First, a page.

The glucose level in the blood cannot only be increased through food intake, because then we would have a problem if there is nothing to eat for a few hours or days. For our ancestors this was the case time and again. Glucagon is the antagonist of insulin and thus the hormone of energy supply. It gives the liver cells the signal to convert stored glycogen back into glucose and release it into the blood. Glucagon also gives the corresponding signal for the transformation of stored fatty acids into sugar4.
Cortisol is one of the hormones that our body releases in a state of stress. It increases the blood sugar level so that we have enough energy to cope with stress. Our organism does not distinguish whether this is - as in primeval times - the escape from a bear or, as today, the pressure we are exposed to in the office when we have to do three things at once. If we have an intolerance to a foodstuff, the immune reaction it produces also promotes the release of the stress hormone, which can ultimately lead to a rapid rise in blood sugar. More on these topics will follow in the continuation article in which I report on my blood sugar experiment.
Adrenaline, noradrenaline and somatotropin are also hormones whose signals promote the transport of glucose from the stores into the bloodstream. The function of these hormones is not described here in detail due to their high complexity.
Health and blood sugar levels – Type 2 diabetes and the influence of our diet
As explained above, different foods have a different influence on the blood sugar increase. A constantly elevated blood sugar level and extreme fluctuations have negative consequences for our health. On the one hand, this is due to the fact that excess sugar is converted into fat and stored, which promotes obesity, cardiovascular disease and other health problems.
On the other hand, the glucagon-insulin continuum is out of balance: every time the blood sugar rises excessively, a correspondingly large amount of insulin is released. Its receptors on the cell walls disappear, so to speak, due to their extreme wear and tear, because they can no longer regenerate. In the long term, this can lead to the cells no longer receiving signals to admit and store glucose. As a result, the glucose remains in the bloodstream and must then be transported away via the kidneys so that it can leave the body with the urine. This also leads to overloading and does not solve the problem. In addition, the body may also produce less insulin because the pancreas is tired from years of high production. First, we speak of insulin resistance, then of the disease Diabetes Mellitus Type 25.
Even if you are not at risk for diabetes, it makes sense to keep your blood sugar as stable as possible so that there are fewer extreme fluctuations up and down. This is because they promote the release of signals from others by means of a rat tail, which makes us sluggish and robs us of our concentration.
What can I do to keep my blood sugar stable?
To keep our glucose levels stable and to keep us concentrated, focused and energetic all day long, the following can be done:
1. Eat protein, vegetables and good fats for breakfast. The first meal of the day can stabilize the blood sugar to a certain degree for the whole day. You can find more about this in the article "the perfect breakfast".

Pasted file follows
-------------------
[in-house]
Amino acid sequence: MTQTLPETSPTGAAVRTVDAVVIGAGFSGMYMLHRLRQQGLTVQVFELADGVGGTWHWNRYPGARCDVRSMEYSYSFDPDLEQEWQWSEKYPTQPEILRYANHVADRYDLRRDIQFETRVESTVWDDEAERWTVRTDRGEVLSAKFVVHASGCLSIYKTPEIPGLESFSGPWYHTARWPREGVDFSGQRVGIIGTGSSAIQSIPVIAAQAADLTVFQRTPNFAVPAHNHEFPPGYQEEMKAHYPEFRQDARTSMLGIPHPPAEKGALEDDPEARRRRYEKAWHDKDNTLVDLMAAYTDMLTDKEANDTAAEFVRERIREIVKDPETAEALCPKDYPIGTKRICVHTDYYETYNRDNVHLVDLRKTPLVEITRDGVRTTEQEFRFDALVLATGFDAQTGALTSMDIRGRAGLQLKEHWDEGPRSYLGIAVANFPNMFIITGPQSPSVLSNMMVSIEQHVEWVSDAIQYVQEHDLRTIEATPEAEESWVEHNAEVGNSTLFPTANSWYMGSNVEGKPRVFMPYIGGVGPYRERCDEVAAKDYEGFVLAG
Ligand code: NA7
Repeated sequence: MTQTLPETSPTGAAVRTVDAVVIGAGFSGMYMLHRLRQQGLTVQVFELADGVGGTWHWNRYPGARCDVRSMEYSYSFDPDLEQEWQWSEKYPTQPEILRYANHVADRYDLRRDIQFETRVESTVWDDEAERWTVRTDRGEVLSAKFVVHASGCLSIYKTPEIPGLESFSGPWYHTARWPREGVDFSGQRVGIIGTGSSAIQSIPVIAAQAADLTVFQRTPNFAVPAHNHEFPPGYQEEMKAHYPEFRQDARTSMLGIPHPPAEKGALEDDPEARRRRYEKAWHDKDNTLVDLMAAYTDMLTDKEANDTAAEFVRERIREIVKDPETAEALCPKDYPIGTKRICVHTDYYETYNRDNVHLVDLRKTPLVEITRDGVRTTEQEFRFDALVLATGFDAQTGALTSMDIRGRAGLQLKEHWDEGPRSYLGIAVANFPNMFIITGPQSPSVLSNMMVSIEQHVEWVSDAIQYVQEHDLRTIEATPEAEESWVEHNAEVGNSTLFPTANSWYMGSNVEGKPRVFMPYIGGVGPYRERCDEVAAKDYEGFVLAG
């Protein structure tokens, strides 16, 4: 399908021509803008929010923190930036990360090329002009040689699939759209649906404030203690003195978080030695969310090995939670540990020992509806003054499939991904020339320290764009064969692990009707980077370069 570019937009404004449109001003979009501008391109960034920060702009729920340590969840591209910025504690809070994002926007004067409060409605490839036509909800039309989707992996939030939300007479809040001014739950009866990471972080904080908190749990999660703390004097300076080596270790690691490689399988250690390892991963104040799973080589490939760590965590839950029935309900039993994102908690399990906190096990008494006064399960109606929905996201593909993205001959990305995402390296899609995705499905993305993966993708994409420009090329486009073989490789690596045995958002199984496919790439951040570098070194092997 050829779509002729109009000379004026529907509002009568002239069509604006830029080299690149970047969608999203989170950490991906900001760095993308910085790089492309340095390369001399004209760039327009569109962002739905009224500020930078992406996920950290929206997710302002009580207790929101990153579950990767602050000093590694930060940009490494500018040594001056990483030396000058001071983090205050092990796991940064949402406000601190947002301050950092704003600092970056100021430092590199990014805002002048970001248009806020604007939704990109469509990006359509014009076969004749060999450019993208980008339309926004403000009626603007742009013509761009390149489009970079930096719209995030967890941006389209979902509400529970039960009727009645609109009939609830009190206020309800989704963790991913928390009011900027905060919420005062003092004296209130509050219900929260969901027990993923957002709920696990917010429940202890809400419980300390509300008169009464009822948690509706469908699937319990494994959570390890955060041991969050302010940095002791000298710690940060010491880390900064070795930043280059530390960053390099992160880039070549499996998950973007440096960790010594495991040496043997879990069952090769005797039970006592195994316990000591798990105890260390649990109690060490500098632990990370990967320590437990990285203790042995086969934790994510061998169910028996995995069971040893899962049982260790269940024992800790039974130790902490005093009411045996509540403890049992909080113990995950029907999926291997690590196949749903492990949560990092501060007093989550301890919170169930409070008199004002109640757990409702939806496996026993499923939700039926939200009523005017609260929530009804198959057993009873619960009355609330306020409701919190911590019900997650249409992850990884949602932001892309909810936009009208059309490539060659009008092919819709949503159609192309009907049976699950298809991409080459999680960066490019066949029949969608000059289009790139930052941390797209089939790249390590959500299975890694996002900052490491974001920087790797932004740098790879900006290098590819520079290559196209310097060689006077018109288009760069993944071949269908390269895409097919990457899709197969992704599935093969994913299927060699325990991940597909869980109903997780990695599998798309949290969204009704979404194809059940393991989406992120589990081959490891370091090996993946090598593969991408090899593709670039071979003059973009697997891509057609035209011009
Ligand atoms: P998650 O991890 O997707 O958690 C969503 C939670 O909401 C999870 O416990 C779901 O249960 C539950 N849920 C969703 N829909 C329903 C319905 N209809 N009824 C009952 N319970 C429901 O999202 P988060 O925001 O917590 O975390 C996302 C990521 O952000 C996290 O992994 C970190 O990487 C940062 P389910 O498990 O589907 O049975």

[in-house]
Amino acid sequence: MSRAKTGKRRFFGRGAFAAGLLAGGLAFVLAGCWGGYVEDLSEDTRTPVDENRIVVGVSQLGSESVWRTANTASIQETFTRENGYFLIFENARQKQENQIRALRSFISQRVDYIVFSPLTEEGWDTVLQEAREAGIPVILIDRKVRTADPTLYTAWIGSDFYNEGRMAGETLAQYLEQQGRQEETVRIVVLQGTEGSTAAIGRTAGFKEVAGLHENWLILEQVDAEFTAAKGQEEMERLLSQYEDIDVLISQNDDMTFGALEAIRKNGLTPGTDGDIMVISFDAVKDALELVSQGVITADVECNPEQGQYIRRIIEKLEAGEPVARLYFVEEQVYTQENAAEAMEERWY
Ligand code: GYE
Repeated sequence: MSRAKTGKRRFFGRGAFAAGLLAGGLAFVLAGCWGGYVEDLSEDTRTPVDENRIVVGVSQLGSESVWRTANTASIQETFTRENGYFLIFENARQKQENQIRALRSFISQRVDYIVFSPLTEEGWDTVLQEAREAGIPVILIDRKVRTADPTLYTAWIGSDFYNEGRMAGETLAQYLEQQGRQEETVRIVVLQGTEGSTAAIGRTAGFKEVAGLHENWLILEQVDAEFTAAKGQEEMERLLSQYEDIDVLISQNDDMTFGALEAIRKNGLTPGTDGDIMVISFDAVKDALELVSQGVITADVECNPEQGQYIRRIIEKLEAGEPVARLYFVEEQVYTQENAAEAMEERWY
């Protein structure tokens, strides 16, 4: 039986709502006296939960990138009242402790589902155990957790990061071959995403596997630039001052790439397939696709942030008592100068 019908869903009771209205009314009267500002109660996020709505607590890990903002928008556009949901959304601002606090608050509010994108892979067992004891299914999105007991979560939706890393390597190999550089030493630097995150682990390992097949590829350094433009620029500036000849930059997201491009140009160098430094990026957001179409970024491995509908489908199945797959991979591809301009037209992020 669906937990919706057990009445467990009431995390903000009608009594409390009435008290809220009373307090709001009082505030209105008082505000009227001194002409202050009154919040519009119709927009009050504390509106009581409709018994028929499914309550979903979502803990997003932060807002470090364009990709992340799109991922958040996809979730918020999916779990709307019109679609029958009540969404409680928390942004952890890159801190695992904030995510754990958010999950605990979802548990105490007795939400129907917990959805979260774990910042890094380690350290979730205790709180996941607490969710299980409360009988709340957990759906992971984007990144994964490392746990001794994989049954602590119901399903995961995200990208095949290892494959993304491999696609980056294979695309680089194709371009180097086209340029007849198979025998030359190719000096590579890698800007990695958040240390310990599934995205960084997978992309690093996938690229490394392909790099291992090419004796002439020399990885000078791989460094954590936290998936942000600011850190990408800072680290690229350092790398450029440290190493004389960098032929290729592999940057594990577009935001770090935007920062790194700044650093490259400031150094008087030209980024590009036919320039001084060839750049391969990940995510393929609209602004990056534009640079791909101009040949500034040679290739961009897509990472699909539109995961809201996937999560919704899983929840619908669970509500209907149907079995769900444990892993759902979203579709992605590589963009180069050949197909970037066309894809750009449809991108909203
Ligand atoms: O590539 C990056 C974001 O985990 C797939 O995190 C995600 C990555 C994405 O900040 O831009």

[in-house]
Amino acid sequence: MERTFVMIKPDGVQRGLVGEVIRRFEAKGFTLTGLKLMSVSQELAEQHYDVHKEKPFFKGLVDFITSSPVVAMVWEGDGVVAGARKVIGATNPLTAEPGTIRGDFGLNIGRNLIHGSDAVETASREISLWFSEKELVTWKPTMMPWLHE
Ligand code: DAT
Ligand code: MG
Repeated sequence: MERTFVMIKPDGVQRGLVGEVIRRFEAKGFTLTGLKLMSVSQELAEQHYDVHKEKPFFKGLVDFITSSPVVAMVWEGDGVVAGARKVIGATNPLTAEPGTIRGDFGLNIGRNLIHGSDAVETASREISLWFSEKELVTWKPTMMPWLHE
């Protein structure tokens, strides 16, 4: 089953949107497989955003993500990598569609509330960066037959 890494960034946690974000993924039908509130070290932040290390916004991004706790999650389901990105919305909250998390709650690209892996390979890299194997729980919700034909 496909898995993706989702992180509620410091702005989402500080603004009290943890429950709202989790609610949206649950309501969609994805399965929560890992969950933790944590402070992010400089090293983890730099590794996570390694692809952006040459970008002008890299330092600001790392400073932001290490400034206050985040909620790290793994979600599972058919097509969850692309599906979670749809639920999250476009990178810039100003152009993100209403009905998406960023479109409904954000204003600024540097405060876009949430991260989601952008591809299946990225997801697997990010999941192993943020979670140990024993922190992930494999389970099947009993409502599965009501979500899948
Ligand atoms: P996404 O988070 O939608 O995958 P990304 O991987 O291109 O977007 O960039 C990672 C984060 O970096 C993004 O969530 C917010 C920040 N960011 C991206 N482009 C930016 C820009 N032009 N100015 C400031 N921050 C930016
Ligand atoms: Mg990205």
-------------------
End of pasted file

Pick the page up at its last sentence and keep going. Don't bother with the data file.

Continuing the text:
2. Avoid sugar drinks and foods containing single and double sugars. Instead, eat more complex carbohydrates, mainly in the form of vegetables and otherwise as rice, potatoes, quinoa, buckwheat or millet. Indigestible fibre slows down digestion so that the broken-down sugar from the complex carbohydrates is absorbed very slowly.
3. Snacks made from good sources of fat, protein and fibre prevent ravenous appetite attacks in which you reach for quickly digestible sugars and thus start a vicious circle for the insulin rollercoaster.
4. Consume food that stabilizes blood sugar: Grapefruit, cinnamon, green tea, dark chocolate, coffee, turmeric, coconut, apple vinegar, lime juice and lemon support a stable glucose level, especially through their micronutrients.
5. Avoid stress, because this causes the blood sugar to rise due to the increase in cortisol. You can learn to deal better with stressors. Read more about this in the article about "the proper mindset".
6. Do More sport and exercise: exercise has a positive influence on stable blood sugar levels. After a carbohydrate-rich meal, a walk is always a good decision. More intensive sports activities promote insulin sensitivity, which can prevent insulin resistance.
7. Listen to the signals of the body and interpret them correctly:
After which meal do you feel weak and need to take a nap? When do I get ravenous appetite attacks? When do I feel good? Each body is individual and it is possible that certain foods can cause a rapid rise in blood sugar in one person but not in another. This is partly genetic, so we do not have an unrivalled impact on it.
In the next article I will describe my blood sugar experiment in accordance with the 7th point. For two weeks I measured the glucose level with a sensor and tried many different foods.
1 Doccheck Flexikon: Blutzucker. [https://flexikon.doccheck.com/de/Blutzucker; 10.05.2020].
2 Zschokke, Samuel (2017): PPP Ernährung und Verdauung. Basel: Universität Basel. Professur für Biologie.
3 Diabetes Ratgeber: Laborwerte: Blutzucker (Glukose). [https://www.diabetes-ratgeber.net/laborwerte/blutzucker; 10.05.2020].
4 Bütikofer, Markus; Hopf, Zensi; Rutz, Guido; Stach, Silke und Grigoleit, Andrea (2015): Humanbiologie 1: Grundlagen, Stoffwechsel und Abwehrsysteme. S. 61-6.
5 The Simple Club: Diabetes Mellitus Typ 2: [https://www.youtube.com/watch?v=scOZClXIo-c; 10.05.2020].